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Now I Know Just How Bad Open Court Can Be

Posted: 2009-04-23

April 24, 2009
Here is an inside description of just how bad
things are--for kindergartners and for teachers
forced into professional development workshops
aligned with the basal programs.



Now that my son is in kindergarten, I understand

just how bad Open Court can be. It isn't just the

program itself, but the attitudes toward teaching

children to read/write that develop at a school

and in a district when Open Court is the only

thing being used.



The ONLY thing my son has done in

kindergarten this year is sit at his desk and

fill out worksheets. Language Arts is taught to

the whole class- everyone together, doing the

same thing no matter what individual needs exist.

If the children rotate groups during language

arts it is literally to go from one worksheet

group to another. The students are expected to

have something like 32 high frequency words

memorized now and they are reading decodables.



Parent volunteers tell me that students who are

struggling just cry or withdraw. These are

kindergartners, and there's no understanding that

some children might not yet be ready to read

decodables and memorize high frequency words.



Then there are students like my son. He

happens to be reading end first grade/early

second grade level. When he comes home from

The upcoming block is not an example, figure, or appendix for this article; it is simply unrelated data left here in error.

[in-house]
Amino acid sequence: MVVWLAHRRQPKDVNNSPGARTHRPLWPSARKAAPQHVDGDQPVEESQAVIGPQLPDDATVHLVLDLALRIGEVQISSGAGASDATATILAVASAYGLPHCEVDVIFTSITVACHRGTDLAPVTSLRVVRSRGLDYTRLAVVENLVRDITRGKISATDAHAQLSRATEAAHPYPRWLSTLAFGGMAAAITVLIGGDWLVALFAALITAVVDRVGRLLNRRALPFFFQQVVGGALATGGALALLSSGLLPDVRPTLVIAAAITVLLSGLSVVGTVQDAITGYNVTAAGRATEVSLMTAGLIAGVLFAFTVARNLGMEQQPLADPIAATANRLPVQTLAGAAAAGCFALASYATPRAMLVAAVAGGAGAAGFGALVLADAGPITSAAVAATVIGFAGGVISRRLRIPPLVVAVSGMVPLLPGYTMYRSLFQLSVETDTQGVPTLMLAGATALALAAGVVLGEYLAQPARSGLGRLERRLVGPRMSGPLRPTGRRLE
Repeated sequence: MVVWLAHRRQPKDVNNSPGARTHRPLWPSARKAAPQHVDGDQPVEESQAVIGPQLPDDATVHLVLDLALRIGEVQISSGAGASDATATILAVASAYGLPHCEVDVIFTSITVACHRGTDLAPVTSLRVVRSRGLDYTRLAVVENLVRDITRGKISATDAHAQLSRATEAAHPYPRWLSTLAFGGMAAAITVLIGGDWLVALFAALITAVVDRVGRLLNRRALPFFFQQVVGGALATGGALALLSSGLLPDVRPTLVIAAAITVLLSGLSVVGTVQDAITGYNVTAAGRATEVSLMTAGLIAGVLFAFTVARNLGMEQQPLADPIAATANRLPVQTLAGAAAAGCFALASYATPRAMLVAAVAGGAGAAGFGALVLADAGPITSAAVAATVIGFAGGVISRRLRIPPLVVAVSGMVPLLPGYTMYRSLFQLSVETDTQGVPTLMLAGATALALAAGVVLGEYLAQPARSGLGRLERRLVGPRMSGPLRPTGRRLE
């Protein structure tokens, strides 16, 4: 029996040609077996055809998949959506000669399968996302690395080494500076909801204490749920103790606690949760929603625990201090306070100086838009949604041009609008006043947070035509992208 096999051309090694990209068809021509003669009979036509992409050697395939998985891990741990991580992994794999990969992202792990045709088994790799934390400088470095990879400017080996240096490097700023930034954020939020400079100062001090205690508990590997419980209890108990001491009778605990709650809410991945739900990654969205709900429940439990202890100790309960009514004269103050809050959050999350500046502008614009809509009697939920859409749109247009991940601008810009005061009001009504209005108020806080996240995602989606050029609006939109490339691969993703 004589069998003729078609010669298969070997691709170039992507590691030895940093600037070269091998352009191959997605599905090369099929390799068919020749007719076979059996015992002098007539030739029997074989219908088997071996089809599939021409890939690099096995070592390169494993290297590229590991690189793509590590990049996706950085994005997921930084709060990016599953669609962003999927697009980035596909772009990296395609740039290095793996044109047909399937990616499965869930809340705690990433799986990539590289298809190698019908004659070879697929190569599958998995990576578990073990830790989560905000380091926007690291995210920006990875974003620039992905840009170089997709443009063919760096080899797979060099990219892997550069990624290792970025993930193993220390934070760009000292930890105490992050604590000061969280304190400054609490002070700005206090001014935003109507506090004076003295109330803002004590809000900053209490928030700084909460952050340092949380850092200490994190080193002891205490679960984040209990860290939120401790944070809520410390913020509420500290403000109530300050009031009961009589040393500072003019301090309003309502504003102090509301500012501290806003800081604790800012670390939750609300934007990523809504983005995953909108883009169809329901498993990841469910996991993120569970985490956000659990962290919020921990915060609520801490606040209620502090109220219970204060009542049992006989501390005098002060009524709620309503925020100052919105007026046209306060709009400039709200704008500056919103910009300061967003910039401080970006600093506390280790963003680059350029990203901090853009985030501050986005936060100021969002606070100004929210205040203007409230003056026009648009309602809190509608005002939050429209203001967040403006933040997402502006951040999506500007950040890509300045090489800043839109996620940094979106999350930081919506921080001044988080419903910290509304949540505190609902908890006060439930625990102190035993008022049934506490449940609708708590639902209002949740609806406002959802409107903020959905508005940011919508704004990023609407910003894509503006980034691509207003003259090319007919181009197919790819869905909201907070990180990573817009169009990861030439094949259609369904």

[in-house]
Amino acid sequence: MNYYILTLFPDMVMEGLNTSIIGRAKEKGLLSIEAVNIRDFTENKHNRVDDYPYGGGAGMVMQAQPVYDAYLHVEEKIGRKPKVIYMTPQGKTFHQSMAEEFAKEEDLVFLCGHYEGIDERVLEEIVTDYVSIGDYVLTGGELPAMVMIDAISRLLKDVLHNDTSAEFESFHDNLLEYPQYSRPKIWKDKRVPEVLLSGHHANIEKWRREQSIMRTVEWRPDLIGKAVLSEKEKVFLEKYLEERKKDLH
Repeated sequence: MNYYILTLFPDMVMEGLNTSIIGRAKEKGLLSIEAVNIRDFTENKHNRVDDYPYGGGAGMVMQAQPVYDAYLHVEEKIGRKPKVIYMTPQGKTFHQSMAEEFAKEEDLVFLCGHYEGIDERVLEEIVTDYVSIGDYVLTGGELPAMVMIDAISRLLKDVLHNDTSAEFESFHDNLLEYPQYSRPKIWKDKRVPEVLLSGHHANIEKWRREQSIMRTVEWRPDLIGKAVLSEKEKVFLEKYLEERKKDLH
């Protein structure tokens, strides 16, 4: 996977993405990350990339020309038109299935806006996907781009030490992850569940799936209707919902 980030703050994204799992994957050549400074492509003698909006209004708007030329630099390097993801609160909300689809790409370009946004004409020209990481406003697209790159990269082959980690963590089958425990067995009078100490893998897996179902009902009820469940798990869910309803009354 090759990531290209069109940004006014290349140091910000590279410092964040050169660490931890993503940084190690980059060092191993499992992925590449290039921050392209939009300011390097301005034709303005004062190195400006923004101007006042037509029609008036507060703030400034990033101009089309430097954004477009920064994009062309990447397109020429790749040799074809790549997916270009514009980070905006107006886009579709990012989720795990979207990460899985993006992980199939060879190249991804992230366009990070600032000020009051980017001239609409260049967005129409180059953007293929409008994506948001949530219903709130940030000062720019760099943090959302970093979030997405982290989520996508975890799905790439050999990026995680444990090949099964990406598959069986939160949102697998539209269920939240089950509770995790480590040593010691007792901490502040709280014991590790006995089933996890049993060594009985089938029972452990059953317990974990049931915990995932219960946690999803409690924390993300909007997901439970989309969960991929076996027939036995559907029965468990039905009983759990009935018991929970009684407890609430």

school he loves to read his dinosaur books. I

watch him use reading strategies and monitor for

meaning--and draw pictures of cars and dinosaurs

and pirates and write about his pictures. I was

thrilled at the beginning of kindergarten when I

noticed him start to consistently use vowels in

his writing. What a big developmental leap! I

went up to his teacher and told her, thinking

we'd talk together about how exciting it was. She

looked at me like I was crazy. It took me a

while to understand that she didn't know or care

because they NEVER write in her class- NEVER.



The children in my son's class are never

encouraged or even given the opportunity to write

anything. There is no celebration of children's

writing--no understanding that some will be

drawing a picture and writing using only

consonants, others might be experimenting with

long vowel spellings. I think they should all

have paper or journals at their desk to write and

draw in.



My son brings home the Open Court decodables

with his homework (worksheets--some that even

say, "test practice" and have bubbles to fill

in!), and promptly gives them to his three-year-

old brother. "Here's a book for you, Eric." He

tells me, "Mom, look at this book- 'Matt sat.

He sat here.' Isn't that ridiculous mom?" Then

he gets out "Fox on the Job" and re-reads the

chapter where Fox gets a job at a haunted house

and laughs about what Fox says with his brother.



What is all of this teaching my son about

school? When I ask him how he feels about school

he tells me he just gets through it until recess.

Sometimes it takes a really long time to get to

recess, but he loves recess. He sits at his desk